Yes, there have been cases of real, verified assault that have been proven in a court of law. There have also been cases where a false accusation put an innocent person in prison. Just like those urging that people believe the horrific stories told by the children, though, there are those who urge that we place a similar belief in anyone who accuses someone of a sex crime.
There’s a reason why we have a justice system. There’s also a reason why the standard of proof for a serious crime is so high. There are some who don’t like applying that standard to sexual misconduct, but there’s a reason for that. In a civilized society, we understand that punishing innocent people can be much more damaging than letting a guilty person go.
I know that doesn’t sit well with certain people. One person getting away with a sex crime is one too much, especially for those who have been victimized. However, and I know this is going to strike the wrong chords, but that’s the price we all pay for having a functional justice system.
It’s not perfect because humans aren’t perfect. Trying to make it perfect, though, at the cost of innocent lives is a price that undermines the very concept of justice. The Satanic Ritual Abuse craze in the 1980s ruined innocent lives. Their suffering is a crime in and of itself.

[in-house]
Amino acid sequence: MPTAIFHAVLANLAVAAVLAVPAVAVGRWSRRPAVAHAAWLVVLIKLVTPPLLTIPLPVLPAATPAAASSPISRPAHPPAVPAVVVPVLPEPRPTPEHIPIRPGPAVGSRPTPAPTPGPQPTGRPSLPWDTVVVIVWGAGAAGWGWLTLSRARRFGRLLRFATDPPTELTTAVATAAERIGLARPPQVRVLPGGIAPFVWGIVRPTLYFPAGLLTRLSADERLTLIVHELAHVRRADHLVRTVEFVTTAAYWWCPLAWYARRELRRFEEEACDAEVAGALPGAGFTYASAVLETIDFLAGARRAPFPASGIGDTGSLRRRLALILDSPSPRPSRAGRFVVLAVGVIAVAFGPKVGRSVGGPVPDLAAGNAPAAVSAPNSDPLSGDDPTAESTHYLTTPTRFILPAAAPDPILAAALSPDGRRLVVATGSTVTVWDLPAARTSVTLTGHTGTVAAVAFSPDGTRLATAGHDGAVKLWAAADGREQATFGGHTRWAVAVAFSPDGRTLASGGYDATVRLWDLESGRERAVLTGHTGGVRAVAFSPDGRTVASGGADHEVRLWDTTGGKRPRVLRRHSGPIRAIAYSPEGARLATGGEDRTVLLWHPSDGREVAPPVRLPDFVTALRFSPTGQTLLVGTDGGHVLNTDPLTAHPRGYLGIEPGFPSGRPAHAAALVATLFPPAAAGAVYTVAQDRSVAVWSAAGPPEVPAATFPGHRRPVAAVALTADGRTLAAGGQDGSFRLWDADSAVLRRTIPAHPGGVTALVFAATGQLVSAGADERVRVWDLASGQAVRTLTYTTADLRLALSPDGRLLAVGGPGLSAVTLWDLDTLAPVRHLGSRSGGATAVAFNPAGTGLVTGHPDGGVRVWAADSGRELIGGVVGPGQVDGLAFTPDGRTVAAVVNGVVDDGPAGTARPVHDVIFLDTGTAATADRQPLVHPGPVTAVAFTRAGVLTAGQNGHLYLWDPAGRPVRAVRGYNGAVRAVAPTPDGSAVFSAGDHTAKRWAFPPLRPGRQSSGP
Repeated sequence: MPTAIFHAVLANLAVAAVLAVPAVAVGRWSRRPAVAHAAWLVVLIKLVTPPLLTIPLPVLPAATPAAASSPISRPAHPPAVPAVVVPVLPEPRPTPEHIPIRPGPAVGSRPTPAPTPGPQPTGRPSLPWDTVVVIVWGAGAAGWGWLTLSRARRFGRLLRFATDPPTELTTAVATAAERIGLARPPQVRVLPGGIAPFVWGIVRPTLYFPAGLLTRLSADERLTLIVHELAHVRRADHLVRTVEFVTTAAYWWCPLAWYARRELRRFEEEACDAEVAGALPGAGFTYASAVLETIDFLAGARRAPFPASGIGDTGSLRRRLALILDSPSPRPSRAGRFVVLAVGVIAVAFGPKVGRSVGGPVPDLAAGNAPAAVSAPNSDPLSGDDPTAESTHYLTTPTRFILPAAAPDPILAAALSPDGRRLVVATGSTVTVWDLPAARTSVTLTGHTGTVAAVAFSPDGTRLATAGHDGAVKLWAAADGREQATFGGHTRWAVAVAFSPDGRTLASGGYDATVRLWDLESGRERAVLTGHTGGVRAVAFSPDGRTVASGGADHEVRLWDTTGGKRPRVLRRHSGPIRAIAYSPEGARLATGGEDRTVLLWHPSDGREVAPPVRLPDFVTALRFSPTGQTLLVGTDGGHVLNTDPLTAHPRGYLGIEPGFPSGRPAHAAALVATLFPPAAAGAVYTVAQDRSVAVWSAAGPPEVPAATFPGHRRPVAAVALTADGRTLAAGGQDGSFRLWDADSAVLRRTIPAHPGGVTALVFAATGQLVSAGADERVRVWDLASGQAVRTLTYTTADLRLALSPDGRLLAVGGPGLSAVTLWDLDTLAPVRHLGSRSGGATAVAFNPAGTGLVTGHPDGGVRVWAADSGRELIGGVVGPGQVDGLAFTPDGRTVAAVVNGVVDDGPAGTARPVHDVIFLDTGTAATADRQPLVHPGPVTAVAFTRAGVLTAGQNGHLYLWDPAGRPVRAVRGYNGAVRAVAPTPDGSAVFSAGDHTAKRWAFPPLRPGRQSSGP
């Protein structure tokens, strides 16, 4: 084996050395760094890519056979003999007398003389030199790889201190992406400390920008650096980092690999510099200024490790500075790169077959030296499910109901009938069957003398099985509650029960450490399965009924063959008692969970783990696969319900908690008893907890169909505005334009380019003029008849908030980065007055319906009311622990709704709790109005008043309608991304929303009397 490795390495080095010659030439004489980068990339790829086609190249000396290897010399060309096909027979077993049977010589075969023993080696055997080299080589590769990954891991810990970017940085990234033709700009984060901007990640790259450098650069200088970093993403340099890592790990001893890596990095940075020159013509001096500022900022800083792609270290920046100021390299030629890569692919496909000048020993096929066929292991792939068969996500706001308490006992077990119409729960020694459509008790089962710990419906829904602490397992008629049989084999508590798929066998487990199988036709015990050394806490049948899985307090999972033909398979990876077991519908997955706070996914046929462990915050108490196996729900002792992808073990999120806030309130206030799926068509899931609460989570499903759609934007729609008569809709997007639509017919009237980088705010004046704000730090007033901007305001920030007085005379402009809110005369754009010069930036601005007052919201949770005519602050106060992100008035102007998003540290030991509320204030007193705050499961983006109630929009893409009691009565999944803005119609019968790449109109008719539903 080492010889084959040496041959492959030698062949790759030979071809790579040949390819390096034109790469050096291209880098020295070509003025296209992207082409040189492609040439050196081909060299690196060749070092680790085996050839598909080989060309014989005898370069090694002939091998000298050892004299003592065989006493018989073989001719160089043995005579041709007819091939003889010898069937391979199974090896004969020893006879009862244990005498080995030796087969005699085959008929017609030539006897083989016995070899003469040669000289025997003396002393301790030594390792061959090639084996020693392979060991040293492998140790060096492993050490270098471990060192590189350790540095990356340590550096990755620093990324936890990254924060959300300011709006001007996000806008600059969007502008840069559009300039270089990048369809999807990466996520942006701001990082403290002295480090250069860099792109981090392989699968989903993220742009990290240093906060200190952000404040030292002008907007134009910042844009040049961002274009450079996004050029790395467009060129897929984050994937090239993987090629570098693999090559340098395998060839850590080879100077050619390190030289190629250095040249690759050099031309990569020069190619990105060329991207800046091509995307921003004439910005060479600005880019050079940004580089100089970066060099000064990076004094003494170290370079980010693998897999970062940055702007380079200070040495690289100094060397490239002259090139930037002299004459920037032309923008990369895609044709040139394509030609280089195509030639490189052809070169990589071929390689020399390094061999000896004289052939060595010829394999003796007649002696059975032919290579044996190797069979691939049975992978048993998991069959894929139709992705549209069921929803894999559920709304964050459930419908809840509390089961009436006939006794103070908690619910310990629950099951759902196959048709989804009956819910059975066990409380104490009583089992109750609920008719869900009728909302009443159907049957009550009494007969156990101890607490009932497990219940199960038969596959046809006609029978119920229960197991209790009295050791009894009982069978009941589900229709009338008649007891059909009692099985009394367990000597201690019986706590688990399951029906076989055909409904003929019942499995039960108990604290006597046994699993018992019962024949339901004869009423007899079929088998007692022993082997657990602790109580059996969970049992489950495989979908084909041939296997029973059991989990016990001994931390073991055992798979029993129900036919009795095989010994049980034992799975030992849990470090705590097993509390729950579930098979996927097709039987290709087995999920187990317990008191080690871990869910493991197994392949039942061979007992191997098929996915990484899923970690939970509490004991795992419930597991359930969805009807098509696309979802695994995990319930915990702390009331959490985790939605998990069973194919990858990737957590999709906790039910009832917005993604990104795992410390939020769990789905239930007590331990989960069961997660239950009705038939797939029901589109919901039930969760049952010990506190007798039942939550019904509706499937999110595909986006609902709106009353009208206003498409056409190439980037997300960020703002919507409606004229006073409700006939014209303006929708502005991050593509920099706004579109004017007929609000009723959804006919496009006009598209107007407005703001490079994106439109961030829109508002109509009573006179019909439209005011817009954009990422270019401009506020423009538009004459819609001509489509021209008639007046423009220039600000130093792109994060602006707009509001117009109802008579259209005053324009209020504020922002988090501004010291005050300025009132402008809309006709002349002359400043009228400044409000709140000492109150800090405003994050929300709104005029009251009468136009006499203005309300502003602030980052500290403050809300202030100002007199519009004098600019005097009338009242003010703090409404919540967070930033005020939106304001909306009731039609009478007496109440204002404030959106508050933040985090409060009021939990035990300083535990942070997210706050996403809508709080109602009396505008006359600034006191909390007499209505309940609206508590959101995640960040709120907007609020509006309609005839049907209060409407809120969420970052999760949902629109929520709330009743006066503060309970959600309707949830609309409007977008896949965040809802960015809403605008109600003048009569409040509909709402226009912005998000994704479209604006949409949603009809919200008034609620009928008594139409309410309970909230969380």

In a sense, the unjust suffering of an innocent is twice the injustice of a guilty person getting acquitted because it inflicts unjust guilt on someone and forces them to carry that burden beyond the accusation. That is why presumption of innocence is so important in any justice system.
The ongoing efforts to combat sexual misconduct has noble goals. Even the panic around Satanic Ritual Abuse had noble goals in wanting to protect children. Most decent people are on the same page with those goals. However, when outrage, anecdotes, and hyperbole are the primary tactics, it leaves little room for actual substance.
That substance matters because, in terms of the bigger picture, violence against women has gone down significantly over the past 20 years. Women today are far safer and less likely to be victimized than they’ve been in decades past. I know that’s not much comfort to those who have been victimized, but one burning tree doesn’t need to start a forest fire.
In the end, the Satanic Ritual Abuse panic created a pretty scary environment for parents and children, so much so that little things like facts, truth, and justice got lost within the horror. Those little things matter even more with real crimes like sexual assault. If there’s one lesson we should learn from the Satanic panic of the 1980s, it’s that terrible stories can lead to terrible injustices if the truth gets overlooked.
In the interest of ending this on a lighter note, check out this old video from the Satanic Panic and enjoy a good laugh. Yes, they really took it that seriously.
Filed under Current Events, gender issues, human nature, sex in society